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Threading legacy code with SAVE attribute


We are threading legacy code and have encountered the following:

  1. A loop that iterates through a list of equipment data files
  2. Within that loop, and for each iteration, a routine is called multiple times (loop with the outer loop):
    1. The first time it is called in the inner loop, it opens the current equipment data file (determined by the outer loop), reads its data, and does some initial processing. Some of this data is in variables with the SAVE attribute
    2. The 2nd and subsequent times this routine is called in the inner loop, the data file is not opened/read, rather the SAVEd data is used
    3. On these subsequent calls, some of this SAVEd data is written to other files (this step is not germane to the issue at hand)

We want to thread this loop. Not surprisingly, the SAVEd variables get scrambled between (?) threads and the results are rubbish. We have changed the code to write the data previously SAVEd to a temp file (unique to each thread) and (re)read it as necessary. Naturally this is very much slower and defeats any improvement offered by threading. The routine in questions has been declared RECURSIVE.  We are using OpemMP.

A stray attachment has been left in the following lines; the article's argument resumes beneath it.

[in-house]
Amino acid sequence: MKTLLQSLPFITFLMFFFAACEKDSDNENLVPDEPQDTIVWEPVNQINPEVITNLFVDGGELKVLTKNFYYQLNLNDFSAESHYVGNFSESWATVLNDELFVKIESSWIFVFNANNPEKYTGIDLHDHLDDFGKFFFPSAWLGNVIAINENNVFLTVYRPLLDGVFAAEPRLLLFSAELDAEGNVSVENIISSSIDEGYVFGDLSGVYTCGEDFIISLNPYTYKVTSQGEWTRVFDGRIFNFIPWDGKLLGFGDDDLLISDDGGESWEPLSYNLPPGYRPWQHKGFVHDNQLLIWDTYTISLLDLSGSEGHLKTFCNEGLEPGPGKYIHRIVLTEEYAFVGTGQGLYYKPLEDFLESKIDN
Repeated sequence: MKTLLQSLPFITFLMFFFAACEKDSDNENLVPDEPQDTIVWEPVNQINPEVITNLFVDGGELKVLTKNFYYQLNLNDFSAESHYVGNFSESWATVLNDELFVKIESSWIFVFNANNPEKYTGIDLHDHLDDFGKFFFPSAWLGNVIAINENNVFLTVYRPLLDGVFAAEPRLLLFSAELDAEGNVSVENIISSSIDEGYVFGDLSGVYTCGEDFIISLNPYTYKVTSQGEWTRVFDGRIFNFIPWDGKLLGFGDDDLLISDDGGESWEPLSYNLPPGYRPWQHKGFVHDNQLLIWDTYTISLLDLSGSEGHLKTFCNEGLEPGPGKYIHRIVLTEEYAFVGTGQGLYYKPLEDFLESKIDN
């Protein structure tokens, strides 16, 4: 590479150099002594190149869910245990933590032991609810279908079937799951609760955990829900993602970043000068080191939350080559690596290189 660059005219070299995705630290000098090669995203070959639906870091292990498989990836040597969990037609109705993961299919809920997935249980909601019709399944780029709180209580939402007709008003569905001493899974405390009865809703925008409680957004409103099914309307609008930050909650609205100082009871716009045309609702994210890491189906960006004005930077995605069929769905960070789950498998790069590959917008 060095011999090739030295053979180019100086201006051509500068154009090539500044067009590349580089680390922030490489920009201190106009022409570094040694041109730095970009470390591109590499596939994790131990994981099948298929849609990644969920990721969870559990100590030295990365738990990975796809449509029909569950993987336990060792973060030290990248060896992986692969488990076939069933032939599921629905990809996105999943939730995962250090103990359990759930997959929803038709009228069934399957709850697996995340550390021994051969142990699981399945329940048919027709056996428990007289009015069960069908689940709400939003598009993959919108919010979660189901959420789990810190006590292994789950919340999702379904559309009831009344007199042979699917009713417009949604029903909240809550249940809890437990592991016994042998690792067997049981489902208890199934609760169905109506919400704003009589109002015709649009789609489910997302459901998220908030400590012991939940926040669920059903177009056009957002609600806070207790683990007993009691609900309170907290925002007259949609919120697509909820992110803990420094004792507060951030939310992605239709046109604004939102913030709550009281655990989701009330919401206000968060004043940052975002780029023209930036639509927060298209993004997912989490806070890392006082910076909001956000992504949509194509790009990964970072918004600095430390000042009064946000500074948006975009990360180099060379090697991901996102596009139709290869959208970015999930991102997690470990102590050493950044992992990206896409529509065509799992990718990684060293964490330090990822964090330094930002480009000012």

Are there alternatives to writing/reading temp files?



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2 Replies
Valued Contributor I

Create an array of the SAVEd items, indexed by the thread_id, ie a unique identifier of each thread, then reference the quantities by active thread, ie myvar(this_thread).

I have found it useful to create a UDT array, call it thread_args(), which includes all the items which are thread-specific to the calculational activity.  If you make this array a target, then your local variables can point to the safe quantities, ie, myvar => thread_args(this_thread)%myvar, and you can put this in once at the top, no change to the rest of the code.

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New Contributor I

You can declare SAVEd variables as threadprivate.  Each thread would have its own copy of the variable.  For example:

integer,save:: ii
real,save:: aa
!$OMP threadprivate(ii,aa)


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